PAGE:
True interdisciplinary research is difficult to classify as belonging to one field or another. Many of the interesting research areas lie on the boundaries of our current research communities. By working on common interests biological and computational scientists can synergistically develop new forms of computation and models of biological phenomena.
Speciation is one of the most fundamental processes in evolutionary biology. This concept is largely unexplored and has yet to reach its full potential in artificial life, evolutionary computation, and evolutionary robotics investigations. Traditionally, speciation was mainly viewed as allopatric speciation. More recently, another mechanism of speciation has been studied that does not require geographic isolation.
This raises a number of interesting questions, some of which we are addressing in our simulation study. The first question is whether or not the existence of differences in resources will lead to divergence and speciation. Second, what is the role of female preferences? Would they potentially strengthen or weaken divergence?
Four hypotheses were formed and evaluated using the same experimental conditions in a simulated environment inspired by life on the Galapagos islands. In particular, the wet and dry season dynamics were modeled to produce the intense selection pressure found on the islands. Both large and small populations of seeds and hence large and small populations of birds were considered in our experiments.
Our results provide direct evidence for the proposed hypotheses. The most interesting case is when assortative mating is combined with uniform random seeds in which we found pseudo-speciation. With larger population sizes we found similar results with a reduced genetic drift component for the uniform seeds and assortative mating case.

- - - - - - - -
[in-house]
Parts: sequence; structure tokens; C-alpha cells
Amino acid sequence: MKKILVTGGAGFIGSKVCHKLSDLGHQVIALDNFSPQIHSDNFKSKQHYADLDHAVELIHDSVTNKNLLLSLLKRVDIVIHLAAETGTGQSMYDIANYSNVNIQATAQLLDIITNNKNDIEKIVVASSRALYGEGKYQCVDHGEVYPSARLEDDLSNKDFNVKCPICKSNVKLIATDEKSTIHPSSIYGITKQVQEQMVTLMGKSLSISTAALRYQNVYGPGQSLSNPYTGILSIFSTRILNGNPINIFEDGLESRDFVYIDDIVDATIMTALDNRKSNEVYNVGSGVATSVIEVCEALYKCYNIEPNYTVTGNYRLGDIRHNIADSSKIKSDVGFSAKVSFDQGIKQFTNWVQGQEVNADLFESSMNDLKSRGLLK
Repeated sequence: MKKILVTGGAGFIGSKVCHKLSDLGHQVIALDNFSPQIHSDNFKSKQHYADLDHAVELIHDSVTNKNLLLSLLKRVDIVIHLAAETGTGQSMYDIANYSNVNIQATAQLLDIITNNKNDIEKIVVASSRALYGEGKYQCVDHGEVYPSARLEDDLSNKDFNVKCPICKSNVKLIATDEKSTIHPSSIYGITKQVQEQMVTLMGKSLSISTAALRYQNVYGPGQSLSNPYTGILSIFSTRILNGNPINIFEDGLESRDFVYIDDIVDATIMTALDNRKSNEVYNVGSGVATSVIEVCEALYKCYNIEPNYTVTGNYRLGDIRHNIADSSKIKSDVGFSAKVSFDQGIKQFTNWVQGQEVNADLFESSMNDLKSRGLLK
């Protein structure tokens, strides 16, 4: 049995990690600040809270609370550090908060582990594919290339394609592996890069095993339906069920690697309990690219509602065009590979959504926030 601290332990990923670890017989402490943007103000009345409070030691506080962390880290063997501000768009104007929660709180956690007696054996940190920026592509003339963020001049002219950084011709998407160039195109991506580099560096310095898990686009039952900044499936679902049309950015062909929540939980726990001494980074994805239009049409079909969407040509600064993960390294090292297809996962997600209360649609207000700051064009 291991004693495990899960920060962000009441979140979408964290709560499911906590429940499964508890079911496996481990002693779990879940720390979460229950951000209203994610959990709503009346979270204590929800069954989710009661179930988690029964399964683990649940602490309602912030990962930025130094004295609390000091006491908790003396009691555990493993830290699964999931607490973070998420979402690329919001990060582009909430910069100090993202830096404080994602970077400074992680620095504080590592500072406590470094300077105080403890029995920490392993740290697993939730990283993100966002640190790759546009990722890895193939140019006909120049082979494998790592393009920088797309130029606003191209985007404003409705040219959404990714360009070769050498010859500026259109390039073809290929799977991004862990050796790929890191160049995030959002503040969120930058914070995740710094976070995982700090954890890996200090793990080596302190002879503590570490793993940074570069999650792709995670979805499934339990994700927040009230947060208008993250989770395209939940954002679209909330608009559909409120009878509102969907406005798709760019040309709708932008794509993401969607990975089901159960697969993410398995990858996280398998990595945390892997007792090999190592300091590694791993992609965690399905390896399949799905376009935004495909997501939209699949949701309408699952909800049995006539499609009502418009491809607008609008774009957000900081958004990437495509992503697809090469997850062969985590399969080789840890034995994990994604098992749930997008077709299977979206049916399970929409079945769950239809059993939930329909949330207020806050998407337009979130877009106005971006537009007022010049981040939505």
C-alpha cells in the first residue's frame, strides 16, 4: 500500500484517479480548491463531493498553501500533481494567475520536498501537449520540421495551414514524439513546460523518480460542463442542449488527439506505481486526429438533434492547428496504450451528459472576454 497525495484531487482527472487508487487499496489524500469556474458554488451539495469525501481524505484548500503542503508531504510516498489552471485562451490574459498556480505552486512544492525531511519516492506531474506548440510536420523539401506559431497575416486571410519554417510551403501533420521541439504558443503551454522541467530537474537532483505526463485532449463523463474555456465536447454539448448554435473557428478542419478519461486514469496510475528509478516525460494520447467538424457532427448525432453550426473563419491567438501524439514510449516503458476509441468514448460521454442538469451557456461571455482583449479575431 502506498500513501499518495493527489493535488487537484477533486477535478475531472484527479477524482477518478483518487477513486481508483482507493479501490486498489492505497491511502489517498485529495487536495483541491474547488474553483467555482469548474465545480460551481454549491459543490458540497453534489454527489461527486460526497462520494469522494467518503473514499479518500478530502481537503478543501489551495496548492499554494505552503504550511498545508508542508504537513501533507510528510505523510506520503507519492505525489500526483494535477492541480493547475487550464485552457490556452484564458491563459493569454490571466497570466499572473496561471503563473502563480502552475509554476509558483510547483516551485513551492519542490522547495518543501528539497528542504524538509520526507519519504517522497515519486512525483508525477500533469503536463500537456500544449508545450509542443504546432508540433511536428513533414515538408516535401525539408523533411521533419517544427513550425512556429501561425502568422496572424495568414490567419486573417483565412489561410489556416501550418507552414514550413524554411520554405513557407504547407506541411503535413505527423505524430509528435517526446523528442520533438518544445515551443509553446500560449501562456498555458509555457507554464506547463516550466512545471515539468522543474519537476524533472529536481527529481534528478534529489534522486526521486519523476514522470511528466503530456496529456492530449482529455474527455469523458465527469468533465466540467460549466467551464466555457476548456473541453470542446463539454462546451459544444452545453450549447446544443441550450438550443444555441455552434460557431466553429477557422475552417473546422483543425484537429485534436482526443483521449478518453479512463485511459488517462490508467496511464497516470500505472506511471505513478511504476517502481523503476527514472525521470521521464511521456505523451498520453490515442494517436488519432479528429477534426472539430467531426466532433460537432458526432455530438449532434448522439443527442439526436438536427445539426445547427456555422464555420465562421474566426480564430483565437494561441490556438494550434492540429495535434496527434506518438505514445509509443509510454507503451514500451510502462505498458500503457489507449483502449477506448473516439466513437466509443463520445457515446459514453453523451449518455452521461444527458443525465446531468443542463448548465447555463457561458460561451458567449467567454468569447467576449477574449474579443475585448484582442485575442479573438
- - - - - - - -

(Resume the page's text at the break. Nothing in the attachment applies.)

In this dissertation we have addressed interesting questions related to mate selection in our ecological simulation and provided significant contributions with our work. By focusing on one phenotypic trait, we found that our simulated bird populations evolved specialized beaks for the food resources available and that sexual selection based on assortative mating was necessary for speciation. This research suggests to researchers in artificial life, evolutionary computation, and evolutionary robotics some of the mechanisms that may be utilized to foster artificial speciation.
|Advisor:||Hougen, Dean F.|
|Commitee:||Antonio, John K., Radhakrishnan, Sridhar, Ray, Thomas S., Schlupp, Ingo|
|School:||The University of Oklahoma|
|Department:||School of Computer Science|
|School Location:||United States -- Oklahoma|
|Source:||DAI-B 73/03, Dissertation Abstracts International|
|Subjects:||Ecology, Evolution and Development, Computer science|
|Keywords:||Genetic drifts, Resource distribution, Sexual selection, Speciation|
Copyright in each Dissertation and Thesis is retained by the author. All Rights Reserved
The supplemental file or files you are about to download were provided to ProQuest by the author as part of a
dissertation or thesis. The supplemental files are provided "AS IS" without warranty. ProQuest is not responsible for the
content, format or impact on the supplemental file(s) on our system. in some cases, the file type may be unknown or
may be a .exe file. We recommend caution as you open such files.
Copyright of the original materials contained in the supplemental file is retained by the author and your access to the
supplemental files is subject to the ProQuest Terms and Conditions of use.
Depending on the size of the file(s) you are downloading, the system may take some time to download them. Please be